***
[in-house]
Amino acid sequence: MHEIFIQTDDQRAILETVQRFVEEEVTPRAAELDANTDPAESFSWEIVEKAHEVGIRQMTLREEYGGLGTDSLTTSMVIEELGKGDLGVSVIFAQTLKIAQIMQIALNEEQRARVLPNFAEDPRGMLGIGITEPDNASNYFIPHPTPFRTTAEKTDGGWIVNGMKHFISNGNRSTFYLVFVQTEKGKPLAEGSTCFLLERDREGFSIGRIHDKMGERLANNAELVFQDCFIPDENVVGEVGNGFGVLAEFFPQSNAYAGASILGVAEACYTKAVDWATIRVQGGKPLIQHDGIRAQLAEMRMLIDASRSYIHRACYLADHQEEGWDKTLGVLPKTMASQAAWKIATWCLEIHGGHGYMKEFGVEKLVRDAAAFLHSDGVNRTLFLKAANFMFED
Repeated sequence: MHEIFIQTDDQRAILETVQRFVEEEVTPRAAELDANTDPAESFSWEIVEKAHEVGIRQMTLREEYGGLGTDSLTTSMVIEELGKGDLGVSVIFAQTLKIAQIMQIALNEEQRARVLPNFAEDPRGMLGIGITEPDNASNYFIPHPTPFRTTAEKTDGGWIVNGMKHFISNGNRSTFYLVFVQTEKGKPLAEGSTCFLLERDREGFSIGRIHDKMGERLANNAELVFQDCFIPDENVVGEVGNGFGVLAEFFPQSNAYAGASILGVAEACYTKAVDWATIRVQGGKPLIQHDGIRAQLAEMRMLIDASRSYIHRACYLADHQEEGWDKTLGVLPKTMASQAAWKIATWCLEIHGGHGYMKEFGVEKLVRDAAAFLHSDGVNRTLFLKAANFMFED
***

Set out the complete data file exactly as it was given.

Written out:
[in-house]
Amino acid sequence: MHEIFIQTDDQRAILETVQRFVEEEVTPRAAELDANTDPAESFSWEIVEKAHEVGIRQMTLREEYGGLGTDSLTTSMVIEELGKGDLGVSVIFAQTLKIAQIMQIALNEEQRARVLPNFAEDPRGMLGIGITEPDNASNYFIPHPTPFRTTAEKTDGGWIVNGMKHFISNGNRSTFYLVFVQTEKGKPLAEGSTCFLLERDREGFSIGRIHDKMGERLANNAELVFQDCFIPDENVVGEVGNGFGVLAEFFPQSNAYAGASILGVAEACYTKAVDWATIRVQGGKPLIQHDGIRAQLAEMRMLIDASRSYIHRACYLADHQEEGWDKTLGVLPKTMASQAAWKIATWCLEIHGGHGYMKEFGVEKLVRDAAAFLHSDGVNRTLFLKAANFMFED
Repeated sequence: MHEIFIQTDDQRAILETVQRFVEEEVTPRAAELDANTDPAESFSWEIVEKAHEVGIRQMTLREEYGGLGTDSLTTSMVIEELGKGDLGVSVIFAQTLKIAQIMQIALNEEQRARVLPNFAEDPRGMLGIGITEPDNASNYFIPHPTPFRTTAEKTDGGWIVNGMKHFISNGNRSTFYLVFVQTEKGKPLAEGSTCFLLERDREGFSIGRIHDKMGERLANNAELVFQDCFIPDENVVGEVGNGFGVLAEFFPQSNAYAGASILGVAEACYTKAVDWATIRVQGGKPLIQHDGIRAQLAEMRMLIDASRSYIHRACYLADHQEEGWDKTLGVLPKTMASQAAWKIATWCLEIHGGHGYMKEFGVEKLVRDAAAFLHSDGVNRTLFLKAANFMFED